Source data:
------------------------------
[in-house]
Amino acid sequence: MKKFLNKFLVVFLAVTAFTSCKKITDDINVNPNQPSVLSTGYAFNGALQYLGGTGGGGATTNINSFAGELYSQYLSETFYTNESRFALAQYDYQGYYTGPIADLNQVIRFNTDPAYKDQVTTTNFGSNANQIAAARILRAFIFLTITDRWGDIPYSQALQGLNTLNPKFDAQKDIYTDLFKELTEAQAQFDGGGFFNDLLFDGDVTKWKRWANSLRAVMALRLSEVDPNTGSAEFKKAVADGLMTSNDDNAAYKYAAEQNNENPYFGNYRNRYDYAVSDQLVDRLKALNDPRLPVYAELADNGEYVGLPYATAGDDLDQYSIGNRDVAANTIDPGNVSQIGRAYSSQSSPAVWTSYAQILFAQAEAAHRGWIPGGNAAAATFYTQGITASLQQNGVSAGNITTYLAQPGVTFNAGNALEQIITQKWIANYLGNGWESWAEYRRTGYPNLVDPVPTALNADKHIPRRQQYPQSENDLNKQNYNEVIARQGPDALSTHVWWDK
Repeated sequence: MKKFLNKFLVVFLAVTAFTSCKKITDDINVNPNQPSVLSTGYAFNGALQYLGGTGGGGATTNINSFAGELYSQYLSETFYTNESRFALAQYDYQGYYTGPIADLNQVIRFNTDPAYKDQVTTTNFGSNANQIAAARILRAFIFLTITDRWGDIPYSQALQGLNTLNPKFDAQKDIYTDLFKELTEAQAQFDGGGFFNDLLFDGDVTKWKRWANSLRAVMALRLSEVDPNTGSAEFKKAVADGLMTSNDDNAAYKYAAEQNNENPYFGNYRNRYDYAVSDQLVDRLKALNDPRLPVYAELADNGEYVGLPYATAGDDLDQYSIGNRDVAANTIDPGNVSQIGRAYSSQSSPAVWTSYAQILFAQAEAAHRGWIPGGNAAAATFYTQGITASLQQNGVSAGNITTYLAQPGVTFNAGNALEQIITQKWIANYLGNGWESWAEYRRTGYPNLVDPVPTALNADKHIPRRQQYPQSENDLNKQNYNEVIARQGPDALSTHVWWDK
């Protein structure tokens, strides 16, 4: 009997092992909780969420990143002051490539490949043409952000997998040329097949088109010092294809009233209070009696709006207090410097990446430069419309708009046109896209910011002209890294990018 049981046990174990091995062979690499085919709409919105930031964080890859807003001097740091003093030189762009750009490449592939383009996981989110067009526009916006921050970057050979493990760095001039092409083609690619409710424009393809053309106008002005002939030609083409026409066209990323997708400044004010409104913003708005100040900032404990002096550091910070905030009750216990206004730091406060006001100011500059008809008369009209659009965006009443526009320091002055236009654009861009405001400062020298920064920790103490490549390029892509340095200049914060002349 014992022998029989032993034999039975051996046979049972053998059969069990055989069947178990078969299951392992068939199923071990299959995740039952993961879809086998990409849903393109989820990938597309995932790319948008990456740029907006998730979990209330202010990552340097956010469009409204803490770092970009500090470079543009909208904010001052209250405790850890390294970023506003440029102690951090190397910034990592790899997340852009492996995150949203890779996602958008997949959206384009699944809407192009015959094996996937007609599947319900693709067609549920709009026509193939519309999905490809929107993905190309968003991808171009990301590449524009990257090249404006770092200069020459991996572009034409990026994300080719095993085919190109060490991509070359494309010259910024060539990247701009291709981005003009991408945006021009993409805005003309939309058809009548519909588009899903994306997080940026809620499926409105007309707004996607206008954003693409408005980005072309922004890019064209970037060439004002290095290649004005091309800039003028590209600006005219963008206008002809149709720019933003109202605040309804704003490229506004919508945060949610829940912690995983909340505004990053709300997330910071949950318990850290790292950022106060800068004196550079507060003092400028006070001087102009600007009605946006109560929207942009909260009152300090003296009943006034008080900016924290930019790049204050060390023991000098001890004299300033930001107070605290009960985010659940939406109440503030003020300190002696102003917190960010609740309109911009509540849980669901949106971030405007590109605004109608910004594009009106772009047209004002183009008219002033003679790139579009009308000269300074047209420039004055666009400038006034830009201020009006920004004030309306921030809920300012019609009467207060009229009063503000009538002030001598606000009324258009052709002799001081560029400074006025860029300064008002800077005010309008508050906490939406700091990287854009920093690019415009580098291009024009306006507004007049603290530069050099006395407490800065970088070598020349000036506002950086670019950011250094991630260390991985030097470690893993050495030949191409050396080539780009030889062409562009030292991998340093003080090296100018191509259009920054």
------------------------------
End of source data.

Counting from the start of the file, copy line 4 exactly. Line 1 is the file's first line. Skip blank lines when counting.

């Protein structure tokens, strides 16, 4: 009997092992909780969420990143002051490539490949043409952000997998040329097949088109010092294809009233209070009696709006207090410097990446430069419309708009046109896209910011002209890294990018 049981046990174990091995062979690499085919709409919105930031964080890859807003001097740091003093030189762009750009490449592939383009996981989110067009526009916006921050970057050979493990760095001039092409083609690619409710424009393809053309106008002005002939030609083409026409066209990323997708400044004010409104913003708005100040900032404990002096550091910070905030009750216990206004730091406060006001100011500059008809008369009209659009965006009443526009320091002055236009654009861009405001400062020298920064920790103490490549390029892509340095200049914060002349 014992022998029989032993034999039975051996046979049972053998059969069990055989069947178990078969299951392992068939199923071990299959995740039952993961879809086998990409849903393109989820990938597309995932790319948008990456740029907006998730979990209330202010990552340097956010469009409204803490770092970009500090470079543009909208904010001052209250405790850890390294970023506003440029102690951090190397910034990592790899997340852009492996995150949203890779996602958008997949959206384009699944809407192009015959094996996937007609599947319900693709067609549920709009026509193939519309999905490809929107993905190309968003991808171009990301590449524009990257090249404006770092200069020459991996572009034409990026994300080719095993085919190109060490991509070359494309010259910024060539990247701009291709981005003009991408945006021009993409805005003309939309058809009548519909588009899903994306997080940026809620499926409105007309707004996607206008954003693409408005980005072309922004890019064209970037060439004002290095290649004005091309800039003028590209600006005219963008206008002809149709720019933003109202605040309804704003490229506004919508945060949610829940912690995983909340505004990053709300997330910071949950318990850290790292950022106060800068004196550079507060003092400028006070001087102009600007009605946006109560929207942009909260009152300090003296009943006034008080900016924290930019790049204050060390023991000098001890004299300033930001107070605290009960985010659940939406109440503030003020300190002696102003917190960010609740309109911009509540849980669901949106971030405007590109605004109608910004594009009106772009047209004002183009008219002033003679790139579009009308000269300074047209420039004055666009400038006034830009201020009006920004004030309306921030809920300012019609009467207060009229009063503000009538002030001598606000009324258009052709002799001081560029400074006025860029300064008002800077005010309008508050906490939406700091990287854009920093690019415009580098291009024009306006507004007049603290530069050099006395407490800065970088070598020349000036506002950086670019950011250094991630260390991985030097470690893993050495030949191409050396080539780009030889062409562009030292991998340093003080090296100018191509259009920054």